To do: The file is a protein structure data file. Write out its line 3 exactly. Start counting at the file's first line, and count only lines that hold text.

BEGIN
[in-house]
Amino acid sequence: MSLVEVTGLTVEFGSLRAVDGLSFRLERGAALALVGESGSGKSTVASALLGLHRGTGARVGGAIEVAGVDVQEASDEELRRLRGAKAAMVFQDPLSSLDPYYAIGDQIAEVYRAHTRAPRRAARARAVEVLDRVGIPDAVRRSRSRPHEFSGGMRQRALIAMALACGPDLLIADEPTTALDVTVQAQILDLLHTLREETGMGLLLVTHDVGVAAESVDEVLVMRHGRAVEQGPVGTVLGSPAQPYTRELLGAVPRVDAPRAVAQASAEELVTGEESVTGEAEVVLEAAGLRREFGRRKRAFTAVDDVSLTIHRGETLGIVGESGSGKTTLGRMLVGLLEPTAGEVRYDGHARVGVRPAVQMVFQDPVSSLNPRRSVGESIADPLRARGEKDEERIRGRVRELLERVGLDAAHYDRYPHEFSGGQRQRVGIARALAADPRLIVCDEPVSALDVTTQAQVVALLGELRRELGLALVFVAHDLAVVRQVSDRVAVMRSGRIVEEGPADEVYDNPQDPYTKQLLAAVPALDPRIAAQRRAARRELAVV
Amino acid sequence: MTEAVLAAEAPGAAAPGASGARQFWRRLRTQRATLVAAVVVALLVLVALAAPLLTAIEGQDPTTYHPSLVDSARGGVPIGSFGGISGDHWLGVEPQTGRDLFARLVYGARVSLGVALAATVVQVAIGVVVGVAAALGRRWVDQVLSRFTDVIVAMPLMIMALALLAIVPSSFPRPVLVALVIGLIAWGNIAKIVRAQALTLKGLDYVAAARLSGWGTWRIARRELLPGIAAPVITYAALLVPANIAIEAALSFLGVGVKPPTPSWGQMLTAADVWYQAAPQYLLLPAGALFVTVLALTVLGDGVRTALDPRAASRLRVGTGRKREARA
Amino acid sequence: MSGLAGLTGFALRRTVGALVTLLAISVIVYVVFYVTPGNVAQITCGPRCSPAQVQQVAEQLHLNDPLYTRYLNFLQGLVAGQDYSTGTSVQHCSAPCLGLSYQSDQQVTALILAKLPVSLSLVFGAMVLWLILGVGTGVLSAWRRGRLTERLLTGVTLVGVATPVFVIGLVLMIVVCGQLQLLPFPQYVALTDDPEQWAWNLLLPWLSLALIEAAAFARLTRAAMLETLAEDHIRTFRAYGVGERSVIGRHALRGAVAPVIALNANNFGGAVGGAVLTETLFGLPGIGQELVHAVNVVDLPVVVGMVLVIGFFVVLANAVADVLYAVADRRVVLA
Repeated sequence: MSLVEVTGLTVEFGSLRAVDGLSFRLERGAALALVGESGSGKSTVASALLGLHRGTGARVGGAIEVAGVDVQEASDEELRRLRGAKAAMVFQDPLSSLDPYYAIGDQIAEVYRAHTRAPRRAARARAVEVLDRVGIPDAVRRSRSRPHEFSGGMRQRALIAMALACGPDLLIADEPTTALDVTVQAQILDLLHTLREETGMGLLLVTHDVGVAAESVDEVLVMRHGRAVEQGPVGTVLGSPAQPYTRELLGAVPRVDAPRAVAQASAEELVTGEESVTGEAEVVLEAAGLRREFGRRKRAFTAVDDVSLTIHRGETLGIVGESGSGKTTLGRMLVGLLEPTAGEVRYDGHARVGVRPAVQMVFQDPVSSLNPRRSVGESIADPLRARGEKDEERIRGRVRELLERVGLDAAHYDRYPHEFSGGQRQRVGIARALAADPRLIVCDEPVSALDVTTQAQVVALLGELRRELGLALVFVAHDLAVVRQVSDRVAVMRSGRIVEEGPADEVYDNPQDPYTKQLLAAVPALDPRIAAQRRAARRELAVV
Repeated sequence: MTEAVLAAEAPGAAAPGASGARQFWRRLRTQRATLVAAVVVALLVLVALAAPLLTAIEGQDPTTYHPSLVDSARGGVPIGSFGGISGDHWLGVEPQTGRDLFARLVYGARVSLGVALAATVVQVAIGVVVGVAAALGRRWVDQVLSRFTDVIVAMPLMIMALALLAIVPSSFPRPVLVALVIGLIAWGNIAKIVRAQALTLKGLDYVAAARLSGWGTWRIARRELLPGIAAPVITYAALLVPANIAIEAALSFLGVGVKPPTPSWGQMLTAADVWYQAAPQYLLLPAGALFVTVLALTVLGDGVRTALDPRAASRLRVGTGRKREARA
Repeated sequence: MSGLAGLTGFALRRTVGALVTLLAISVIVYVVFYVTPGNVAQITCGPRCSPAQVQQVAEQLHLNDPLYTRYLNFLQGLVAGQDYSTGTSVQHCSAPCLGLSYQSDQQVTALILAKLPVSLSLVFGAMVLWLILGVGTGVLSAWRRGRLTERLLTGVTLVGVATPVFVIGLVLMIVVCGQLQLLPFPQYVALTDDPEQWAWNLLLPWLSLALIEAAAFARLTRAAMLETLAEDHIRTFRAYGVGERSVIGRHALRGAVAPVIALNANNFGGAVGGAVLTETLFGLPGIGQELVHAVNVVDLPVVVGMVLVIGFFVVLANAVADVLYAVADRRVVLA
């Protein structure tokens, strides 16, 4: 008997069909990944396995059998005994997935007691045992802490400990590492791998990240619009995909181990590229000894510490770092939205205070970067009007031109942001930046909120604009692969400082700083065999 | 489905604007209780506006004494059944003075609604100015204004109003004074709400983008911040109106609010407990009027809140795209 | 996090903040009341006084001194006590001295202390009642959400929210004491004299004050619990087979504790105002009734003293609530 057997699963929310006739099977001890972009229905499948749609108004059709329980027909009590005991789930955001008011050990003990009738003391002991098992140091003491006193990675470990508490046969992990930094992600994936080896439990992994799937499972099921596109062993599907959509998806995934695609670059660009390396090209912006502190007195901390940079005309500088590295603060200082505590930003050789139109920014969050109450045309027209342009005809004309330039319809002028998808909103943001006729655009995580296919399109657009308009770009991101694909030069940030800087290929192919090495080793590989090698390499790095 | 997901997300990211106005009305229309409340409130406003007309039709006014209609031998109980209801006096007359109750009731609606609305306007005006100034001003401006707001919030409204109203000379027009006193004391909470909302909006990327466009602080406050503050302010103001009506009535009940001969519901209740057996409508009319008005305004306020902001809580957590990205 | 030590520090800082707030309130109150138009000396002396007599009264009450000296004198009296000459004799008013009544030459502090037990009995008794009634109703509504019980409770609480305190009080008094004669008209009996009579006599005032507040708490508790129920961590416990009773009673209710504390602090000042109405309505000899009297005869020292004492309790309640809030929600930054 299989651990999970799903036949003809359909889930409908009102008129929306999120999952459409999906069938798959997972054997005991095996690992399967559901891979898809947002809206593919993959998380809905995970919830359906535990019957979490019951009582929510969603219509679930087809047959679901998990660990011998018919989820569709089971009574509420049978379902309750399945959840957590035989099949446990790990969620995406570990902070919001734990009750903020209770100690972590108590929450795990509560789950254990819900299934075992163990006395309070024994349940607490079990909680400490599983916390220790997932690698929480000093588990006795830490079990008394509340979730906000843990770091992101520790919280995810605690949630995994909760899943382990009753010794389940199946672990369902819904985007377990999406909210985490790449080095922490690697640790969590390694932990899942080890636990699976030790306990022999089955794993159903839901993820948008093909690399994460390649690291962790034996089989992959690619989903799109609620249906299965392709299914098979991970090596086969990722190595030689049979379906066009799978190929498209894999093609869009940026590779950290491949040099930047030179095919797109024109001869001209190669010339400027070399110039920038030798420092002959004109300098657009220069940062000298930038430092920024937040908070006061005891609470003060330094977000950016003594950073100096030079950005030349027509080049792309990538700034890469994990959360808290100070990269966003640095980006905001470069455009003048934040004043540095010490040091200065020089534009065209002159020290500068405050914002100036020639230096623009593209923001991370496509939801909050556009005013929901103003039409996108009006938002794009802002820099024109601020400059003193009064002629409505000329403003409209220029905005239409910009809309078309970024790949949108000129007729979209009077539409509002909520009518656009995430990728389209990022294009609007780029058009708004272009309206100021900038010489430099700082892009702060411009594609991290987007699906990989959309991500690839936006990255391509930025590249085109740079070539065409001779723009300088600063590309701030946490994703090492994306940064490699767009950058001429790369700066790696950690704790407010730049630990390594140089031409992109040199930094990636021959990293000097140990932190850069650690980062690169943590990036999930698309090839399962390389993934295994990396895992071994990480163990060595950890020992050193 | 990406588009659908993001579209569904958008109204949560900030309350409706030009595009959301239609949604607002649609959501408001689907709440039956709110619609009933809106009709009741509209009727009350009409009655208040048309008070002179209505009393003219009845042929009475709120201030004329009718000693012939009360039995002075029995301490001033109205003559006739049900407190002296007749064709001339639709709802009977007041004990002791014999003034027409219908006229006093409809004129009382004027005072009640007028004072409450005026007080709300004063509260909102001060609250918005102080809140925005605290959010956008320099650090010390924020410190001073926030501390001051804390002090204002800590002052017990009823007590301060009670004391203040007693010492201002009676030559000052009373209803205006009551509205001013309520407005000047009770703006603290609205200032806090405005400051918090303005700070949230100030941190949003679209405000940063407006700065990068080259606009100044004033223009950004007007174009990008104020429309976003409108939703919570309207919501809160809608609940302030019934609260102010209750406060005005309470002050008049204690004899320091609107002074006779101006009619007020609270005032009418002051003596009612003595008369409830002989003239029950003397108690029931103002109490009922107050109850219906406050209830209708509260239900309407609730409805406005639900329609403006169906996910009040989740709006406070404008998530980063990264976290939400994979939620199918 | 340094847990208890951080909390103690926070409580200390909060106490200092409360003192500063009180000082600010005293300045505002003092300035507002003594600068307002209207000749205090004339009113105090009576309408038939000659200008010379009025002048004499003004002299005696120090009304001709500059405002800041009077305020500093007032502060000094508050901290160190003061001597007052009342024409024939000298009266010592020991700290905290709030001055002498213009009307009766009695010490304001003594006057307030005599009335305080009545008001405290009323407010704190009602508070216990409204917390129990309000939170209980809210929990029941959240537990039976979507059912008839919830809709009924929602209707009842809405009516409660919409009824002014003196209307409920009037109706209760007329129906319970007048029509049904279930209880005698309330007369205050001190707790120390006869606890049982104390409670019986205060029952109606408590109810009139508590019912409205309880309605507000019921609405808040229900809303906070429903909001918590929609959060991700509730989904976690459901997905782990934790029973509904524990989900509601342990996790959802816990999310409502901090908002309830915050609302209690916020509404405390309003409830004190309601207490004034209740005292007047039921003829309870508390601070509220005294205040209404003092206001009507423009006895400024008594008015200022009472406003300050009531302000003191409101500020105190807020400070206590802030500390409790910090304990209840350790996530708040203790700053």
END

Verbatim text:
Amino acid sequence: MTEAVLAAEAPGAAAPGASGARQFWRRLRTQRATLVAAVVVALLVLVALAAPLLTAIEGQDPTTYHPSLVDSARGGVPIGSFGGISGDHWLGVEPQTGRDLFARLVYGARVSLGVALAATVVQVAIGVVVGVAAALGRRWVDQVLSRFTDVIVAMPLMIMALALLAIVPSSFPRPVLVALVIGLIAWGNIAKIVRAQALTLKGLDYVAAARLSGWGTWRIARRELLPGIAAPVITYAALLVPANIAIEAALSFLGVGVKPPTPSWGQMLTAADVWYQAAPQYLLLPAGALFVTVLALTVLGDGVRTALDPRAASRLRVGTGRKREARA